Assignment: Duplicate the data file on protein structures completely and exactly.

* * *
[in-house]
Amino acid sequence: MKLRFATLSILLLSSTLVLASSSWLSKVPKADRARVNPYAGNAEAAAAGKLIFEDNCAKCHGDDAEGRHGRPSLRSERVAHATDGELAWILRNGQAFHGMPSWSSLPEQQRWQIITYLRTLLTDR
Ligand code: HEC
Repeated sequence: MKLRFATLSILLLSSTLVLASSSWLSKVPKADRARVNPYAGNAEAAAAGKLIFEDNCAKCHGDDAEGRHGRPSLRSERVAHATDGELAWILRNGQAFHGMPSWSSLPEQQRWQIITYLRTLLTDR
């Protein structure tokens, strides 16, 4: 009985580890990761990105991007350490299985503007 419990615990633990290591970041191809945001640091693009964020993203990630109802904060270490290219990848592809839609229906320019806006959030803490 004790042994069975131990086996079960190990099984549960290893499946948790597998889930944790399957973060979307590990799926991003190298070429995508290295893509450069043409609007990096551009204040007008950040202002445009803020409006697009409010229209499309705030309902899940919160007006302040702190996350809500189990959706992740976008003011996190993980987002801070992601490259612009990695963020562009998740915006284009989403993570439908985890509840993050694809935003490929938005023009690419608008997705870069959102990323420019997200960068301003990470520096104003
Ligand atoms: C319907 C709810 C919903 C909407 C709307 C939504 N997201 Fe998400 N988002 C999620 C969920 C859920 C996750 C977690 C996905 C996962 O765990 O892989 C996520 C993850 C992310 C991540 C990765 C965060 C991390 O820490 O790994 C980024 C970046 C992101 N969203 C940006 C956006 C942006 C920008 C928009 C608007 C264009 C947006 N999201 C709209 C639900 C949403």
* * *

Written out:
[in-house]
Amino acid sequence: MKLRFATLSILLLSSTLVLASSSWLSKVPKADRARVNPYAGNAEAAAAGKLIFEDNCAKCHGDDAEGRHGRPSLRSERVAHATDGELAWILRNGQAFHGMPSWSSLPEQQRWQIITYLRTLLTDR
Ligand code: HEC
Repeated sequence: MKLRFATLSILLLSSTLVLASSSWLSKVPKADRARVNPYAGNAEAAAAGKLIFEDNCAKCHGDDAEGRHGRPSLRSERVAHATDGELAWILRNGQAFHGMPSWSSLPEQQRWQIITYLRTLLTDR
């Protein structure tokens, strides 16, 4: 009985580890990761990105991007350490299985503007 419990615990633990290591970041191809945001640091693009964020993203990630109802904060270490290219990848592809839609229906320019806006959030803490 004790042994069975131990086996079960190990099984549960290893499946948790597998889930944790399957973060979307590990799926991003190298070429995508290295893509450069043409609007990096551009204040007008950040202002445009803020409006697009409010229209499309705030309902899940919160007006302040702190996350809500189990959706992740976008003011996190993980987002801070992601490259612009990695963020562009998740915006284009989403993570439908985890509840993050694809935003490929938005023009690419608008997705870069959102990323420019997200960068301003990470520096104003
Ligand atoms: C319907 C709810 C919903 C909407 C709307 C939504 N997201 Fe998400 N988002 C999620 C969920 C859920 C996750 C977690 C996905 C996962 O765990 O892989 C996520 C993850 C992310 C991540 C990765 C965060 C991390 O820490 O790994 C980024 C970046 C992101 N969203 C940006 C956006 C942006 C920008 C928009 C608007 C264009 C947006 N999201 C709209 C639900 C949403």